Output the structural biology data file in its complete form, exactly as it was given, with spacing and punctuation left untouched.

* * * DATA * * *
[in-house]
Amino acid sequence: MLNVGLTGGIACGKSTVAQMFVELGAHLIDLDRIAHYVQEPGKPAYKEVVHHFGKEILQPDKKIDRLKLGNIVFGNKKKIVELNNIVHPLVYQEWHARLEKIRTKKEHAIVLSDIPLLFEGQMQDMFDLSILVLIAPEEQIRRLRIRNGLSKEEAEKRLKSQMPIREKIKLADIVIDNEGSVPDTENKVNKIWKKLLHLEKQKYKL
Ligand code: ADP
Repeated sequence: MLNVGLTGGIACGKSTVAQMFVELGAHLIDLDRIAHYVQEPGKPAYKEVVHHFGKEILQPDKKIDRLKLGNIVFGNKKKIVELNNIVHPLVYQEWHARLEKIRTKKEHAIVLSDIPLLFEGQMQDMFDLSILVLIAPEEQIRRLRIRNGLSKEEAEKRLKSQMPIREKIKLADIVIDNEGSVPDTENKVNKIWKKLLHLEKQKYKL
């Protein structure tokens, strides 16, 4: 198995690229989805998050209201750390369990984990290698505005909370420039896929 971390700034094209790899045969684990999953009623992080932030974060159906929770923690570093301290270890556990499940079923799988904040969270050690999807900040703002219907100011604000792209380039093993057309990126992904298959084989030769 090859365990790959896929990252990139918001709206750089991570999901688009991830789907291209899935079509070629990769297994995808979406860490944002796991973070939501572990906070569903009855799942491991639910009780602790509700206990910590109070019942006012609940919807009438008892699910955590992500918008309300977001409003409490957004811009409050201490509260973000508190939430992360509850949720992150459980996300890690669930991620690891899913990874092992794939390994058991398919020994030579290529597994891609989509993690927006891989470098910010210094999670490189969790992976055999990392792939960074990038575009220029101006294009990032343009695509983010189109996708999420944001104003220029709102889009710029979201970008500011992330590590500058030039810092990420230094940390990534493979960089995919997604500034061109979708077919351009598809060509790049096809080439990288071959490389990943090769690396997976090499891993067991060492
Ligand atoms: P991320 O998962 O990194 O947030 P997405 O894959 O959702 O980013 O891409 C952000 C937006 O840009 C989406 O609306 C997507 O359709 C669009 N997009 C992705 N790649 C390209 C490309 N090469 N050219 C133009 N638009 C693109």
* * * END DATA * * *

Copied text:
[in-house]
Amino acid sequence: MLNVGLTGGIACGKSTVAQMFVELGAHLIDLDRIAHYVQEPGKPAYKEVVHHFGKEILQPDKKIDRLKLGNIVFGNKKKIVELNNIVHPLVYQEWHARLEKIRTKKEHAIVLSDIPLLFEGQMQDMFDLSILVLIAPEEQIRRLRIRNGLSKEEAEKRLKSQMPIREKIKLADIVIDNEGSVPDTENKVNKIWKKLLHLEKQKYKL
Ligand code: ADP
Repeated sequence: MLNVGLTGGIACGKSTVAQMFVELGAHLIDLDRIAHYVQEPGKPAYKEVVHHFGKEILQPDKKIDRLKLGNIVFGNKKKIVELNNIVHPLVYQEWHARLEKIRTKKEHAIVLSDIPLLFEGQMQDMFDLSILVLIAPEEQIRRLRIRNGLSKEEAEKRLKSQMPIREKIKLADIVIDNEGSVPDTENKVNKIWKKLLHLEKQKYKL
């Protein structure tokens, strides 16, 4: 198995690229989805998050209201750390369990984990290698505005909370420039896929 971390700034094209790899045969684990999953009623992080932030974060159906929770923690570093301290270890556990499940079923799988904040969270050690999807900040703002219907100011604000792209380039093993057309990126992904298959084989030769 090859365990790959896929990252990139918001709206750089991570999901688009991830789907291209899935079509070629990769297994995808979406860490944002796991973070939501572990906070569903009855799942491991639910009780602790509700206990910590109070019942006012609940919807009438008892699910955590992500918008309300977001409003409490957004811009409050201490509260973000508190939430992360509850949720992150459980996300890690669930991620690891899913990874092992794939390994058991398919020994030579290529597994891609989509993690927006891989470098910010210094999670490189969790992976055999990392792939960074990038575009220029101006294009990032343009695509983010189109996708999420944001104003220029709102889009710029979201970008500011992330590590500058030039810092990420230094940390990534493979960089995919997604500034061109979708077919351009598809060509790049096809080439990288071959490389990943090769690396997976090499891993067991060492
Ligand atoms: P991320 O998962 O990194 O947030 P997405 O894959 O959702 O980013 O891409 C952000 C937006 O840009 C989406 O609306 C997507 O359709 C669009 N997009 C992705 N790649 C390209 C490309 N090469 N050219 C133009 N638009 C693109």